Randy Robertson

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Randy Robertson
Randyrobertson.jpg
Randy Robertson.
Art by Todd Nauck & Robert Campanella
Publication information
Publisher Marvel Comics
First appearance The Amazing Spider-Man #67 (December 1968)
Created by Stan Lee
John Romita Sr.
In-story information
Full name Randolph "Randy" Robertson
Supporting character of Spider-Man

Randy Robertson is a supporting character in Marvel Comics's Spider-Man series and is depicted as the son of Robbie Robertson. Created by Stan Lee and John Romita Sr., he first appeared in The Amazing Spider-Man #67 (December 1968).[1]

Fictional character biography[edit]

Randy Robertson, son of Daily Bugle city editor Joseph "Robbie" Robertson, enrolled at Empire State University a year behind Bugle photographer Peter Parker. A boisterous hothead unlike his even-tempered father, Randy quickly became involved in student activism, albeit usually as the voice of moderation to the more radical Josh Kittiling. On his father's advice, Randy sought Peter's friendship, although Parker's double life as Spider-Man left him little time to help Randy promote social change. The day after meeting Peter, Randy joined Josh and other in protesting E.S.U.'s plans to turn an exhibition hall into a dorm for visiting alumni, rather than for needy students. The crime boss Kingpin interrupted their demonstration to steal the lifeline Tablet, allegedly containing the secret to longevity. When Spider-Man intervened Randy tried to restrain Kingpin. He was easily knocked aside, but following Kingpin's defeat, Spider-Man did not forget Randy's act of courage. Randy soon joined Peter's circle of college friends, although he was rarely drawn into Spider-Man's activities at E.S.U. and elsewhere in New York City. His rebellious streak eventually faded, and after graduating from E.S.U. Randy pursued graduate studies in social work at Pittsburgh State University, where he met and married fellow student Mandy Batavides, a Jewish woman.[volume & issue needed]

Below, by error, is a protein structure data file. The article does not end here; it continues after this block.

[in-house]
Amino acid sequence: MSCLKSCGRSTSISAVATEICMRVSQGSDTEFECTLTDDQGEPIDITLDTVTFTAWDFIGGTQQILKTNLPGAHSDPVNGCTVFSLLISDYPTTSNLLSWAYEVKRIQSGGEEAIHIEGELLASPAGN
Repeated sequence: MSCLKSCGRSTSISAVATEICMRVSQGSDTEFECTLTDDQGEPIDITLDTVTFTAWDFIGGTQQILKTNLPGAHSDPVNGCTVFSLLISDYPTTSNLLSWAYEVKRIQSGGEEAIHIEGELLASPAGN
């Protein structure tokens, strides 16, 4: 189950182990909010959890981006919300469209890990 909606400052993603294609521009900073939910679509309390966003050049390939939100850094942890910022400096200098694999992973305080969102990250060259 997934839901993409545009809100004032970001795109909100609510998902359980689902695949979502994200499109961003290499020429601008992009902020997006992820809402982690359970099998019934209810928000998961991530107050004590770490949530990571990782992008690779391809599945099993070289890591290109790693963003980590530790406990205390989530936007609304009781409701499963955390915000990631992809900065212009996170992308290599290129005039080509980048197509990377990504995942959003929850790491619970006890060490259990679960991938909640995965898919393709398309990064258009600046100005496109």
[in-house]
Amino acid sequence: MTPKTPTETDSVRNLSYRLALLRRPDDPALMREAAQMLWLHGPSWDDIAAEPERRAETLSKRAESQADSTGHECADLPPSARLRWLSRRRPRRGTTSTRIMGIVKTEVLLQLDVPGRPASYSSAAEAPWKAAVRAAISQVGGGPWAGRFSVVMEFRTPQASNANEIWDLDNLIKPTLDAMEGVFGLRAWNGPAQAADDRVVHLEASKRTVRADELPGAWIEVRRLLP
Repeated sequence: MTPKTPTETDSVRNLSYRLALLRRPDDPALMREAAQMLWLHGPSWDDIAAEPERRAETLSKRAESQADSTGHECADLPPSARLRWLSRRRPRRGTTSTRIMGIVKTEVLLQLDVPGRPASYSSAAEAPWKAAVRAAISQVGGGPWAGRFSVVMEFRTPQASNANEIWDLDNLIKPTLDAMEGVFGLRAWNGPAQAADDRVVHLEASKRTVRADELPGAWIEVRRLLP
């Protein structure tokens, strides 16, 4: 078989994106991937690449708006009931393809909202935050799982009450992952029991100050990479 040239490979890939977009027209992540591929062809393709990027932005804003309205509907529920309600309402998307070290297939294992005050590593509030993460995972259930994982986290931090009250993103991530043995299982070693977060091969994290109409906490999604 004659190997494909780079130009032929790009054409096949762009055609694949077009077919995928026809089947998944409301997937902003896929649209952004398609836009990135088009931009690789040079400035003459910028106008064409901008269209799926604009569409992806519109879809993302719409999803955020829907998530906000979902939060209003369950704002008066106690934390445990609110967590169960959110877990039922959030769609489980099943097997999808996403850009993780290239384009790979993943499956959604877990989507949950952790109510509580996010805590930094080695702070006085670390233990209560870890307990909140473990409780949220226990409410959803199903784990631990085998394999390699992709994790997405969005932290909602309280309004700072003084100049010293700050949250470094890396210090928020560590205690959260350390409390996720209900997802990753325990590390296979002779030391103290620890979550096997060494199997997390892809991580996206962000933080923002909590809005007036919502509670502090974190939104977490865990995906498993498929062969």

Randy eventually returned to New York with Mandy, and although their hasty marriage troubled Robbie, he soon accepted Mandy as a daughter-in-law. Randy and Mandy stayed at Robbie's side after the hitman Tombstone crippled him. Following his father's recovery, Randy disagreed with Robbie about pleading guilty to misprison of felony and vigorously protested his father's imprisonment. He nonetheless continued to provide his mother Martha with emotional support. and the family was soon reunited when Robbie, after escaping death at Tombstone's hands during a forced prison break, received a pardon. When Mandy received a job offer in California, the younger Robertson couple relocated to the West Coast, but various factors strained their marriage, and Randy returned to New York alone following their divorce.[volume & issue needed]